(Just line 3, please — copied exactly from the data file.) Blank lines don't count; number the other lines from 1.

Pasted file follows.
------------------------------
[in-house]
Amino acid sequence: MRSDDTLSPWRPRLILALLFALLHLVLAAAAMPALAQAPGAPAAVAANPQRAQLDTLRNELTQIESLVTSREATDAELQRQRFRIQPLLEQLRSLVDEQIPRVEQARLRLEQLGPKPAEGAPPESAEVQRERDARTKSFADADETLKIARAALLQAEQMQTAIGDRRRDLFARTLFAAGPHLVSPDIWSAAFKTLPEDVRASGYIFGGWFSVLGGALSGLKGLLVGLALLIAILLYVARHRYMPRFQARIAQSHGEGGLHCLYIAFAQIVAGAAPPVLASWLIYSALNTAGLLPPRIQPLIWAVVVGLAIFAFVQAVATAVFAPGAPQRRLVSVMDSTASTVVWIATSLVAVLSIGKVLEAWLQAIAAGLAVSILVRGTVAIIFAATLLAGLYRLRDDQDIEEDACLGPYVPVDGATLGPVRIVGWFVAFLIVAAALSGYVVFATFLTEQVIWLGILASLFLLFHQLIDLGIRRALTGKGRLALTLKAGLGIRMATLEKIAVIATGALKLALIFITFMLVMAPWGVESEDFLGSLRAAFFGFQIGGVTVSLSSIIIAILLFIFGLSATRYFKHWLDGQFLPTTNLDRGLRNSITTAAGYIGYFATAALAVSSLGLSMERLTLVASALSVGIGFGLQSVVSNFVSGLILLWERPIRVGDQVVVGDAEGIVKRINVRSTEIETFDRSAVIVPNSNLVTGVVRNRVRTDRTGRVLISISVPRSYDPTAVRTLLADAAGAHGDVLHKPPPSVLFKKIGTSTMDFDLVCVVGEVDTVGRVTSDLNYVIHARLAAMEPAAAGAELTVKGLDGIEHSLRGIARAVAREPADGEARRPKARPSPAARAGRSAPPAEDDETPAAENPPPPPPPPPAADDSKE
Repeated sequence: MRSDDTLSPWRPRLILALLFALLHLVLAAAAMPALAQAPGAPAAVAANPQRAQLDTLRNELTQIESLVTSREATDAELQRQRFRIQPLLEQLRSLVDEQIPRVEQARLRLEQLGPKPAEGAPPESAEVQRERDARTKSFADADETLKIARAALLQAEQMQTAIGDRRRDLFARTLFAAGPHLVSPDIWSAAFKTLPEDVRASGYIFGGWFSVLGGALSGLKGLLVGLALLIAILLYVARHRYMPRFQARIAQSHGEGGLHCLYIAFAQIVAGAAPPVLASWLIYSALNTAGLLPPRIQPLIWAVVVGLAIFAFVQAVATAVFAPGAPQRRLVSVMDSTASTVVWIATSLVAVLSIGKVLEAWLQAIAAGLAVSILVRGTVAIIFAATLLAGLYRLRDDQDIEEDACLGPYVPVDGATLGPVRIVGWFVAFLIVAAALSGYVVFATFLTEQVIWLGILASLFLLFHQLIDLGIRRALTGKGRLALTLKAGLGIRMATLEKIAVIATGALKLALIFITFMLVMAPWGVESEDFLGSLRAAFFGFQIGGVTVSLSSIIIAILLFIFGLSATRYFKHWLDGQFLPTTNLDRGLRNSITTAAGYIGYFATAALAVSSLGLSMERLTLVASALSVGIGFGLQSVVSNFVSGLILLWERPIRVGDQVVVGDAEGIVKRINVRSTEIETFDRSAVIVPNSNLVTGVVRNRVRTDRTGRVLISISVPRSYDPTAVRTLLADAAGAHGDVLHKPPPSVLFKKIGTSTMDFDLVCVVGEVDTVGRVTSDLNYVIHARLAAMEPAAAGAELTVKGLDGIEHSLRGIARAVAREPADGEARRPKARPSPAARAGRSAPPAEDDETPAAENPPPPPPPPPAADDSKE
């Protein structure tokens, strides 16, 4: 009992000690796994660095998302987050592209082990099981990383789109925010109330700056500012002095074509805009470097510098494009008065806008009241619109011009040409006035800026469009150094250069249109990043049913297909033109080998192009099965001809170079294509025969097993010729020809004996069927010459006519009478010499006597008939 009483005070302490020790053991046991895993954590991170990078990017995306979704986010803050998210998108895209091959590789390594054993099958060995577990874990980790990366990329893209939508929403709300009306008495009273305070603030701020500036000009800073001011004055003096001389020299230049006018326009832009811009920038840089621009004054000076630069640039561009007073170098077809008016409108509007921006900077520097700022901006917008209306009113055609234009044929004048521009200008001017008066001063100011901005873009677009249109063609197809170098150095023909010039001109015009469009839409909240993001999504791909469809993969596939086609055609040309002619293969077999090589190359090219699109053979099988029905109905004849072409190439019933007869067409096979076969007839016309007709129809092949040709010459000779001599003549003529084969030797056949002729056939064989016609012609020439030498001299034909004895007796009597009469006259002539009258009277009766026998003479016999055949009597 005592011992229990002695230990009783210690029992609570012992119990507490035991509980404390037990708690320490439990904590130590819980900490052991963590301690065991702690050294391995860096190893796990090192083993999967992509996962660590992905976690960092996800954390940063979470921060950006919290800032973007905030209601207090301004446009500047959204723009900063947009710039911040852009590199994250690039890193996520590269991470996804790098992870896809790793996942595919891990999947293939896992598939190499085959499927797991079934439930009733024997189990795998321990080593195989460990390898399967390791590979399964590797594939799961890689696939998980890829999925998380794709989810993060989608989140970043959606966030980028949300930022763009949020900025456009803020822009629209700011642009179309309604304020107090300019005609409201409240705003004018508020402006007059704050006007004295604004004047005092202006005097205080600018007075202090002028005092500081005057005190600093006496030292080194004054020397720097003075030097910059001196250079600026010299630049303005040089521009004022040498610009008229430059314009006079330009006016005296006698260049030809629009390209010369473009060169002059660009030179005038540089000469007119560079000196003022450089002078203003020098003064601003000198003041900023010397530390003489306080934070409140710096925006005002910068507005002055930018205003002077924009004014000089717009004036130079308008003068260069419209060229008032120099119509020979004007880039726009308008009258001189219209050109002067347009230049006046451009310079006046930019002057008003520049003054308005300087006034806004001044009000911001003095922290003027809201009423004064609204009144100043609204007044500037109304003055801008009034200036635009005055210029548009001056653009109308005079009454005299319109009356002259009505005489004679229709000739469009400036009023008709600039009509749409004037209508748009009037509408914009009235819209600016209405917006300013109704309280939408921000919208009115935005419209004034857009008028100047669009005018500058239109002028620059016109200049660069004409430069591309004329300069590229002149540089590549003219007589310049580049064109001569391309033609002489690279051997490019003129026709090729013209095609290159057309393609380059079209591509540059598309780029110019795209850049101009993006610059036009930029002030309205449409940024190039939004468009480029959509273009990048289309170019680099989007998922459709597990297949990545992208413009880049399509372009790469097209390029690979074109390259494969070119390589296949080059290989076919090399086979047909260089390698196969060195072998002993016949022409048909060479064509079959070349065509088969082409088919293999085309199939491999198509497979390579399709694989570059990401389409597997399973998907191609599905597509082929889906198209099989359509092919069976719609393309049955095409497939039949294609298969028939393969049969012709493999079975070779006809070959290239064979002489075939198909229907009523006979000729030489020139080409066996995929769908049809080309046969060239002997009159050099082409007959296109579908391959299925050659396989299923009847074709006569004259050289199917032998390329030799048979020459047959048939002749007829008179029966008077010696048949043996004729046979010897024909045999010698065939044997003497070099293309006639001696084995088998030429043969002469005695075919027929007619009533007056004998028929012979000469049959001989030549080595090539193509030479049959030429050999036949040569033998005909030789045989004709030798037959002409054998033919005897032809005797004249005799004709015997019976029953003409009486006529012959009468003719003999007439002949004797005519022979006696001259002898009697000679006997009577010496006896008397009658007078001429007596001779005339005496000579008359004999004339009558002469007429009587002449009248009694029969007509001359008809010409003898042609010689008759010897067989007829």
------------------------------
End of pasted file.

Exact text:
Repeated sequence: MRSDDTLSPWRPRLILALLFALLHLVLAAAAMPALAQAPGAPAAVAANPQRAQLDTLRNELTQIESLVTSREATDAELQRQRFRIQPLLEQLRSLVDEQIPRVEQARLRLEQLGPKPAEGAPPESAEVQRERDARTKSFADADETLKIARAALLQAEQMQTAIGDRRRDLFARTLFAAGPHLVSPDIWSAAFKTLPEDVRASGYIFGGWFSVLGGALSGLKGLLVGLALLIAILLYVARHRYMPRFQARIAQSHGEGGLHCLYIAFAQIVAGAAPPVLASWLIYSALNTAGLLPPRIQPLIWAVVVGLAIFAFVQAVATAVFAPGAPQRRLVSVMDSTASTVVWIATSLVAVLSIGKVLEAWLQAIAAGLAVSILVRGTVAIIFAATLLAGLYRLRDDQDIEEDACLGPYVPVDGATLGPVRIVGWFVAFLIVAAALSGYVVFATFLTEQVIWLGILASLFLLFHQLIDLGIRRALTGKGRLALTLKAGLGIRMATLEKIAVIATGALKLALIFITFMLVMAPWGVESEDFLGSLRAAFFGFQIGGVTVSLSSIIIAILLFIFGLSATRYFKHWLDGQFLPTTNLDRGLRNSITTAAGYIGYFATAALAVSSLGLSMERLTLVASALSVGIGFGLQSVVSNFVSGLILLWERPIRVGDQVVVGDAEGIVKRINVRSTEIETFDRSAVIVPNSNLVTGVVRNRVRTDRTGRVLISISVPRSYDPTAVRTLLADAAGAHGDVLHKPPPSVLFKKIGTSTMDFDLVCVVGEVDTVGRVTSDLNYVIHARLAAMEPAAAGAELTVKGLDGIEHSLRGIARAVAREPADGEARRPKARPSPAARAGRSAPPAEDDETPAAENPPPPPPPPPAADDSKE